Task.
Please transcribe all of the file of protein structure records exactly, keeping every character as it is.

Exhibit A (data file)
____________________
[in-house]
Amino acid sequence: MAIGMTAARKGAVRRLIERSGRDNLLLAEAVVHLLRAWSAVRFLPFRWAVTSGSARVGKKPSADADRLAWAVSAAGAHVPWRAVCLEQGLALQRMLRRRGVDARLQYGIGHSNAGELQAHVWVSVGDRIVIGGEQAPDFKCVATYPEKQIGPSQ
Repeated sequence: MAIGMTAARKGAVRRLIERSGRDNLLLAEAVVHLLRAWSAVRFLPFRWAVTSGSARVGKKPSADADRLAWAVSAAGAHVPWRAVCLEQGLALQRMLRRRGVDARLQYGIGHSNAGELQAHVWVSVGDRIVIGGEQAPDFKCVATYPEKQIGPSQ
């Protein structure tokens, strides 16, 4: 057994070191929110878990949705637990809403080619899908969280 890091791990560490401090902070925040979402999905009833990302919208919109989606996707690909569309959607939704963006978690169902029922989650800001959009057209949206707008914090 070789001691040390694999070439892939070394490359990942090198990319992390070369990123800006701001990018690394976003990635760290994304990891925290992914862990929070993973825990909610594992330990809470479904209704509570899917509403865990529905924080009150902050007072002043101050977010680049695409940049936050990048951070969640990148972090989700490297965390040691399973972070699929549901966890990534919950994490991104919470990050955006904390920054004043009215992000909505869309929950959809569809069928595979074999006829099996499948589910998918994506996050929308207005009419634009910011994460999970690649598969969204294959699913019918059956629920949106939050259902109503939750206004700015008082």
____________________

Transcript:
[in-house]
Amino acid sequence: MAIGMTAARKGAVRRLIERSGRDNLLLAEAVVHLLRAWSAVRFLPFRWAVTSGSARVGKKPSADADRLAWAVSAAGAHVPWRAVCLEQGLALQRMLRRRGVDARLQYGIGHSNAGELQAHVWVSVGDRIVIGGEQAPDFKCVATYPEKQIGPSQ
Repeated sequence: MAIGMTAARKGAVRRLIERSGRDNLLLAEAVVHLLRAWSAVRFLPFRWAVTSGSARVGKKPSADADRLAWAVSAAGAHVPWRAVCLEQGLALQRMLRRRGVDARLQYGIGHSNAGELQAHVWVSVGDRIVIGGEQAPDFKCVATYPEKQIGPSQ
């Protein structure tokens, strides 16, 4: 057994070191929110878990949705637990809403080619899908969280 890091791990560490401090902070925040979402999905009833990302919208919109989606996707690909569309959607939704963006978690169902029922989650800001959009057209949206707008914090 070789001691040390694999070439892939070394490359990942090198990319992390070369990123800006701001990018690394976003990635760290994304990891925290992914862990929070993973825990909610594992330990809470479904209704509570899917509403865990529905924080009150902050007072002043101050977010680049695409940049936050990048951070969640990148972090989700490297965390040691399973972070699929549901966890990534919950994490991104919470990050955006904390920054004043009215992000909505869309929950959809569809069928595979074999006829099996499948589910998918994506996050929308207005009419634009910011994460999970690649598969969204294959699913019918059956629920949106939050259902109503939750206004700015008082």